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The SS Medical Academy was founded in 1937 in Berlin to train active duty medical officers for the armed units of the SS and Police.

It was first established in a rented house on the Friederichsstrasse. At the beginning it had 20 SS medical officer candidates who did most of their studying at the University of Berlin. The first commander of the Academy (from 1937 to 1939) was SS-Stubaf. Dr. Jencio.

Library of the SS Medical Academy at Graz

Ski training class from the academy

In the fall of 1940, the institute was relocated to Graz, Austria and took over the former state institution for the deaf and dumb at Rosenbergguertel 12. A number of candidates at the academy came from the regular army, the navy and the air force. Upon graduating they would be transferred into the SS-VT, the SS- TV and the German Police. Waffen-SS candidates first had to graduate from a SS Junkerschule with the rank of Untersturmführer before they could attend the SS Medical Academy. In the early years there weren’t too many of these since the Waffen- SS officer’s corps was still in its infancy and the newly formed field units needed every available officer.

All members of the academy (including staff) were issued the cuff-title "SS-Artzliche Akademie,” to be worn while they were at the institute. Guest medical lecturers (from the University of Graz), frequented the academy, though they appeared in civilian dress. After completing an initial physician’s training course, the students moved on to a second clinical training course. After this a state medical exam was administered the those who passed were promoted to Obersturmführer and permitted to go on to other universities to study the specialty of their choice.

Lectures and discussions at the academy were held on medical subjects as well as on politics, art and related topics. Freedom of speech was permitted and encouraged. Some of the wide-ranging evening discussion groups were personally led by the head of the Waffen-SS Medical Services, Dr. Genske or by the commander of the academy.

The outbreak of war drastically affected the SS Medical Academy, and changed part of its mission to one of transforming civilian doctors into military doctors. At different times in 1940 and 1941, the first academy graduates who were continuing their training at different universities were called up to serve as combat platoon leaders in frontline Waffen-SS units. As a result, fully 12% of the academy graduates were killed in action during the war.

The academy training courses were designed to run as follows:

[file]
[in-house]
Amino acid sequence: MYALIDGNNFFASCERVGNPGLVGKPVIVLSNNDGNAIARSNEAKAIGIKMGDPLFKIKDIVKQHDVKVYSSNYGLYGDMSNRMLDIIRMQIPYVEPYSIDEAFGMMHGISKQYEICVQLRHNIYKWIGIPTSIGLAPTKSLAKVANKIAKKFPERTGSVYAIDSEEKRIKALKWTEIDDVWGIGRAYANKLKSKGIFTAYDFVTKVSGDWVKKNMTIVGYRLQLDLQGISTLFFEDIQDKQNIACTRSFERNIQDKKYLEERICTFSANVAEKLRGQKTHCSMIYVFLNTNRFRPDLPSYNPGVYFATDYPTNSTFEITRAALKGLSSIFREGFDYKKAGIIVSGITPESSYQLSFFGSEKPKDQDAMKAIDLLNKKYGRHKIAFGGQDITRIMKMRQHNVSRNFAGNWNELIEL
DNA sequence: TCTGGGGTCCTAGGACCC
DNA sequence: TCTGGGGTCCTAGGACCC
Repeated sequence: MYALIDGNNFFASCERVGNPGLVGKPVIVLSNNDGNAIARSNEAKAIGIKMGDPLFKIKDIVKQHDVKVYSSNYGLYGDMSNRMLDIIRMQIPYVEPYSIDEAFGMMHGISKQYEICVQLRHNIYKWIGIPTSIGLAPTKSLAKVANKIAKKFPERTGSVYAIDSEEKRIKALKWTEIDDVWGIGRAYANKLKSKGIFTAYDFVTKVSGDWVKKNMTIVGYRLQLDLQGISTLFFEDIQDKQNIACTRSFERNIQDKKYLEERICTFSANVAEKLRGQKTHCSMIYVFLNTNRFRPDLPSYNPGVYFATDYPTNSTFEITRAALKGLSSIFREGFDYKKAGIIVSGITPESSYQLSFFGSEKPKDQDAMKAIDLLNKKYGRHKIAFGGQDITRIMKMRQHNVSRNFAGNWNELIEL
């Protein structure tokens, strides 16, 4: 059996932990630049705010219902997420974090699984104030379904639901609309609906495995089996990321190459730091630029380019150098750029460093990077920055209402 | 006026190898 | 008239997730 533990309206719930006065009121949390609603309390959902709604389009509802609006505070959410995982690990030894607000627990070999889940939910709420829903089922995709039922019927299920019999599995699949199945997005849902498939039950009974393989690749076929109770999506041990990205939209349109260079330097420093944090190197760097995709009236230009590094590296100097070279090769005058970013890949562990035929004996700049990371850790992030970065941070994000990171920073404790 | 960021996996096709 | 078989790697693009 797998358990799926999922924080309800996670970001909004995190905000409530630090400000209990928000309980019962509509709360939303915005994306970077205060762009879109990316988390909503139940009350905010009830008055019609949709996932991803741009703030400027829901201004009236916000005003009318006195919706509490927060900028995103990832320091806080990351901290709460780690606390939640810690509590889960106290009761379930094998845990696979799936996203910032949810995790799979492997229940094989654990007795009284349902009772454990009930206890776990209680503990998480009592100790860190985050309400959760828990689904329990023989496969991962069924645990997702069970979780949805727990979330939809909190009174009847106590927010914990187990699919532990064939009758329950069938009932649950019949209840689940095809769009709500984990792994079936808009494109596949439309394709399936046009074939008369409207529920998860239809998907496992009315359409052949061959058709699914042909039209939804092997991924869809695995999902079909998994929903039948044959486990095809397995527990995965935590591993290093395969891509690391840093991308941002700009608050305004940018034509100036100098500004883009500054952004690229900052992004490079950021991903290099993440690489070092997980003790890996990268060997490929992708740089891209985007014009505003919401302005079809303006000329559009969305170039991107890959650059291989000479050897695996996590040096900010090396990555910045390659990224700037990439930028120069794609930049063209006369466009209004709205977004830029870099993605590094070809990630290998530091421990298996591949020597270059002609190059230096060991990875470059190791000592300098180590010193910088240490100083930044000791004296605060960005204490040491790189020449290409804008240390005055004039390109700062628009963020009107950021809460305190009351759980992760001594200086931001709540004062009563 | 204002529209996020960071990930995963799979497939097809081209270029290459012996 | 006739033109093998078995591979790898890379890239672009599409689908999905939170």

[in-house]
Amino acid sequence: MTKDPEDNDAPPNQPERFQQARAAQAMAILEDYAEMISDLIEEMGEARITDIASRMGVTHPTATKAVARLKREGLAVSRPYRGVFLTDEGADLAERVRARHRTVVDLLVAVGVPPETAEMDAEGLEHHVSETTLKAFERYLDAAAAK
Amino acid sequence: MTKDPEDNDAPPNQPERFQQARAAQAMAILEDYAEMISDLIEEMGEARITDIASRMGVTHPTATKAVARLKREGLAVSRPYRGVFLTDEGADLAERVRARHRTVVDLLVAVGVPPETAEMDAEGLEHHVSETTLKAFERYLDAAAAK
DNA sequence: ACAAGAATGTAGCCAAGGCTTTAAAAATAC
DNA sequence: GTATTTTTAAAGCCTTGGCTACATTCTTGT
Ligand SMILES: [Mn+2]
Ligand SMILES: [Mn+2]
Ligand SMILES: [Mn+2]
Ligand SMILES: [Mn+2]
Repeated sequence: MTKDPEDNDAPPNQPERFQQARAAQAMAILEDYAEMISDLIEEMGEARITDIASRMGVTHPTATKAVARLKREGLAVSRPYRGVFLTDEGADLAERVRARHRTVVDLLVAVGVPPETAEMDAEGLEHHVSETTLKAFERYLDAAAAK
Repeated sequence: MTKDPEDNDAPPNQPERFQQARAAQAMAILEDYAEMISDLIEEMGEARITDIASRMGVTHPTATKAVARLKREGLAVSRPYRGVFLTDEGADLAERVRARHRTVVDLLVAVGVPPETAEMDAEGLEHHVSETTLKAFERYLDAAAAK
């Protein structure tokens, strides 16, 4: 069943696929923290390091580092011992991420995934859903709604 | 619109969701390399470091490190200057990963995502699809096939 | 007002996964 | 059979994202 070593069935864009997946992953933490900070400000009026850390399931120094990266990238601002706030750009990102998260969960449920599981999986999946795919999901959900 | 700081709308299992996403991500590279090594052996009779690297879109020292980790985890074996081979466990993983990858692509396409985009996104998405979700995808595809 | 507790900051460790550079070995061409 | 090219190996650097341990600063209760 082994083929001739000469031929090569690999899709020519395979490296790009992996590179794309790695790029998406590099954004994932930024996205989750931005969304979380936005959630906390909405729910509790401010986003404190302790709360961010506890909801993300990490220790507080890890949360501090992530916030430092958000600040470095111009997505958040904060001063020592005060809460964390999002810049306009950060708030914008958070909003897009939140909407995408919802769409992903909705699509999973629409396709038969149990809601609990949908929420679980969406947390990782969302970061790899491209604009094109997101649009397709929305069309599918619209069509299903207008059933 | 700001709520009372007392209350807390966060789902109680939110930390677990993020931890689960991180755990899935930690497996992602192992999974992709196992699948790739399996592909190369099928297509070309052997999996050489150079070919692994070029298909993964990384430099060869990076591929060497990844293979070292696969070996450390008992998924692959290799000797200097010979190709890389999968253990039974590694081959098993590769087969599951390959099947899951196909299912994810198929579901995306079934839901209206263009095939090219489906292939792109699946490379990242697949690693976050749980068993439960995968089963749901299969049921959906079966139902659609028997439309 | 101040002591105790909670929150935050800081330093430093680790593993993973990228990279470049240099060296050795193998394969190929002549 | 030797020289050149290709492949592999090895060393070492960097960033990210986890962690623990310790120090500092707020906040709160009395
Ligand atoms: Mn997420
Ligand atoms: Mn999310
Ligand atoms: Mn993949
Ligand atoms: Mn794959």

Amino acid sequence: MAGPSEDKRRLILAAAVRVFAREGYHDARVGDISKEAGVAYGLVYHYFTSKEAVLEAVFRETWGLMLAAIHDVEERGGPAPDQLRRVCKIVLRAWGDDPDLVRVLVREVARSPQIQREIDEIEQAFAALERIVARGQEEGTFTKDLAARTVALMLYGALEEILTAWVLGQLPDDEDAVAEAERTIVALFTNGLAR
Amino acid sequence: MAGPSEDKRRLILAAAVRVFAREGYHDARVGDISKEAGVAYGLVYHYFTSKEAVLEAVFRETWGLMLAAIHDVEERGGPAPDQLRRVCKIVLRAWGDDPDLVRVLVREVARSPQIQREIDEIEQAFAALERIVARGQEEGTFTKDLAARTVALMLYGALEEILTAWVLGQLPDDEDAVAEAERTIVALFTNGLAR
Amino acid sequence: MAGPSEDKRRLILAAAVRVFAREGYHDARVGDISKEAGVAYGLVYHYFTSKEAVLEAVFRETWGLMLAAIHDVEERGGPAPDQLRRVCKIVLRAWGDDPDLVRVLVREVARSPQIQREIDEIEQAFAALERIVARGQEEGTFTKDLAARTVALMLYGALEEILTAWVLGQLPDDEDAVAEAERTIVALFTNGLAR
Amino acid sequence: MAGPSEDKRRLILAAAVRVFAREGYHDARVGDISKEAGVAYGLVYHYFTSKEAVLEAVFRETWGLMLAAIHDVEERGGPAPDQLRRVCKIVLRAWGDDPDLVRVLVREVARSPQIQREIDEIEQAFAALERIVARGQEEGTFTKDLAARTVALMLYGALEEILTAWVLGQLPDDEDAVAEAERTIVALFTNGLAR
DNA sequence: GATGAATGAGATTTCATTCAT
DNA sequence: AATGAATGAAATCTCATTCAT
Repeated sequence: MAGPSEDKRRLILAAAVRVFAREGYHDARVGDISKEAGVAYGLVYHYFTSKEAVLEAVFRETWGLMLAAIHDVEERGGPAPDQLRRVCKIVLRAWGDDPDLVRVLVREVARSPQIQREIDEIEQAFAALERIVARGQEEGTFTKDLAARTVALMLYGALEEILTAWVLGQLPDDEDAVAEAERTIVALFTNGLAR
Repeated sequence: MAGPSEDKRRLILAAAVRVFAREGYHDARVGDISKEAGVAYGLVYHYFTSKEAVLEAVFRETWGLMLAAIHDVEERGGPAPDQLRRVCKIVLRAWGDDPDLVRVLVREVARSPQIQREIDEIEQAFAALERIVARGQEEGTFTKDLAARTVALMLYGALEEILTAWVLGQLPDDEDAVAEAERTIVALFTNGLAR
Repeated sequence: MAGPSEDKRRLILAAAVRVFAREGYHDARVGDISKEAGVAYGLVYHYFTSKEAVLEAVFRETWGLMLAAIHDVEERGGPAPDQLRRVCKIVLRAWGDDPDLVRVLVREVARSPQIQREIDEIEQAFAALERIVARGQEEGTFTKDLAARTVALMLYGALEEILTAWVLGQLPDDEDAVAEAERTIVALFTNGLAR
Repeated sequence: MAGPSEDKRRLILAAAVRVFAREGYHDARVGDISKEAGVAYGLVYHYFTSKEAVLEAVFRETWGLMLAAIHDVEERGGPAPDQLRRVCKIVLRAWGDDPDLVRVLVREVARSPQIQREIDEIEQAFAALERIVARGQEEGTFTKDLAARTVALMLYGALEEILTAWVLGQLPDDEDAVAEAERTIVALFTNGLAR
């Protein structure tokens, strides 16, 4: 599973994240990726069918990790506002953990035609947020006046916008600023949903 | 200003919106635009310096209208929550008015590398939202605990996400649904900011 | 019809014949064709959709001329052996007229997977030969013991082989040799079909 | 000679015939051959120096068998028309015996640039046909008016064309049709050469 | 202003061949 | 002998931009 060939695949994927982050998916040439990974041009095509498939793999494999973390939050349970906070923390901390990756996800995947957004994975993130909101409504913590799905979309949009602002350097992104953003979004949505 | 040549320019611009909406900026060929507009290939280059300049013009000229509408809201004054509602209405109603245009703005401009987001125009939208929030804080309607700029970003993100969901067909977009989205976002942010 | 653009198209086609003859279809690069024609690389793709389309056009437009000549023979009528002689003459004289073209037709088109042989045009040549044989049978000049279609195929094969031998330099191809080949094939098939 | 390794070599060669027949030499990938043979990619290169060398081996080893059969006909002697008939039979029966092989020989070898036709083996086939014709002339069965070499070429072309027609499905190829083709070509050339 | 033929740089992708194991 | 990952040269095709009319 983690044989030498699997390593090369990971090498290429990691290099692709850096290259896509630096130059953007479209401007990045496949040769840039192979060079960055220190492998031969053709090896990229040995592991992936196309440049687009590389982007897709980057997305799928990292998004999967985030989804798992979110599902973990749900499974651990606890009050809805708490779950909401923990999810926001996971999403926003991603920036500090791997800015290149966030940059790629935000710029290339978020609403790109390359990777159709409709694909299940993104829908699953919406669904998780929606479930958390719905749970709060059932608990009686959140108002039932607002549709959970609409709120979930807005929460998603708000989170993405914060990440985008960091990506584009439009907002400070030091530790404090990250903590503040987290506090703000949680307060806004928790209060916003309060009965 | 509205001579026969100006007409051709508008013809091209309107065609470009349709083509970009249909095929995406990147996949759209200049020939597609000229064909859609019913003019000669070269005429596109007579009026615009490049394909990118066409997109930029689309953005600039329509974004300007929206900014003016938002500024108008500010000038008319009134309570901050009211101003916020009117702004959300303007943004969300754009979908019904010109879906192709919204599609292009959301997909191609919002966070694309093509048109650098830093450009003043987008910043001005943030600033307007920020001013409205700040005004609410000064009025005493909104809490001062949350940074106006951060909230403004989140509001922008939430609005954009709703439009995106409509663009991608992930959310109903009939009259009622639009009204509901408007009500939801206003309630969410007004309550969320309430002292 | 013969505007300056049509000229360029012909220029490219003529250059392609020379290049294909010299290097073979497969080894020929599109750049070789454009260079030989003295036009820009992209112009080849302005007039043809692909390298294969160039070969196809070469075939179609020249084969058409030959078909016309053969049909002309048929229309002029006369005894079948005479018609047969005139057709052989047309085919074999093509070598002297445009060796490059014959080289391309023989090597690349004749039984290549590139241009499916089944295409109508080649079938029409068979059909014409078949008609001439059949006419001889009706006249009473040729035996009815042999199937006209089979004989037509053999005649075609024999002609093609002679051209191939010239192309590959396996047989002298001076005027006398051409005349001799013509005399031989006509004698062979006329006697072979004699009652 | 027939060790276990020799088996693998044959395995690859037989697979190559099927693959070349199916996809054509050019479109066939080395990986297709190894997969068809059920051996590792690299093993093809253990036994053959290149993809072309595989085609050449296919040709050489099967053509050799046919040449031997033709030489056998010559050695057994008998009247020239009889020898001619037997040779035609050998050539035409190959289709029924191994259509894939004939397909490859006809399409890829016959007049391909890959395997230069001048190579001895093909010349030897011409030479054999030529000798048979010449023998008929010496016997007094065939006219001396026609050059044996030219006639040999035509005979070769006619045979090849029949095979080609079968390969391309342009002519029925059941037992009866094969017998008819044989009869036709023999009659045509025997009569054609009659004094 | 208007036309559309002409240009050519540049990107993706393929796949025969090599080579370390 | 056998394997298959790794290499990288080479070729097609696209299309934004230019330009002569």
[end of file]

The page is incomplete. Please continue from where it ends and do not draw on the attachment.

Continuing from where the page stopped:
5 semesters in preliminary training.
21/2 years in clinical training.

Once these classes were completed and the medical exam was passed, and various university studies were finished, the academy graduate was expected to practice for one year at a SS hospital. It was estimated that it would take 8 to 81/2 years to turn out a properly trained Waffen-SS military physician. Of course, the academy itself never lasted that long!

During pre-clinical training there was time set aside for ambulance/truck driving instruction and sports practice. Horsemanship was also taught. For the first two semesters a fencing master was on hand to teach the rudiments of that sport. Since medical officers would be required to treat enemy and "allied” wounded, courses in the French, English, Italian and Russian languages were taught by military interpreters.

In the clinical training period, courses were held in medical techniques, troop hygiene, new medical developments and medical officer duties. During this phase the majority of trainees remained active in sports and military proficiency programs.

The academy contained the following personnel positions:

1) Commander and adjutant.
2) Two administrative officers (paymasters).
3) Two training class leaders/instructors.
4) Thirty staff employees who served as clerks, drivers, ordnance personnel and horse handlers.
5) One hundred medical officer candidates, although in general there were only about 80 on hand at any given time.

Since the number of Waffen-SS medical officers was never sufficient during the war, civilian doctors had to be called up. They received special military-medical training through a SS Medical Reserve Officer course that was held at the academy. This was perhaps the most valuable mission that the academy performed, since once finishing their course the civilian doctors were quickly placed into the Waffen-SS medical services.

The SS Medical Academy remained in Graz until almost the end of the war. It was dissolved shortly before the "Allied” occupation of the city. In recent years, half of the old academy building has once again been used as a treatment center for the deaf and dumb, while the other half has serviced the III. Surgical Detachment of the State Hospital in Graz.

Commanding Officers of the SS Medical Academy:


Dr. H. Jencio, 1937-1939 in Berlin
Dr. K.P. Mueller, 1939 to April 1942.
Dr. Kaether (medical lecturer)
Dr. Edmund Schlink to the end of the war.

Temporary Commander Between the Tenures of the Regular Commanders: Dr. Mittelberger, missing in Budapest, 1945.


Dr. Siegfried Libau in Berlin
Dr. Ding
Dr. von Lycken
Dr. Werner Kleinknecht
Dr. Egon Skalka, himself a member of a training course at the school. Later chief medical officer of the 10th SS Panzer Div. "Hohenstaufen.”
Dr. Gottlieb Zrubecki

Training Course Instructors:

Dr. Hans Himmler
Dr. Hans Foerster
Dr. Gottlieb (lecturer)
Dr. Walter Poeschel
Dr. Philipp Reich

Administrative Officers: (All at Graz)

(Ustuf.?) Gehringer
Hstuf. Rienisch
Ostuf. Lackner

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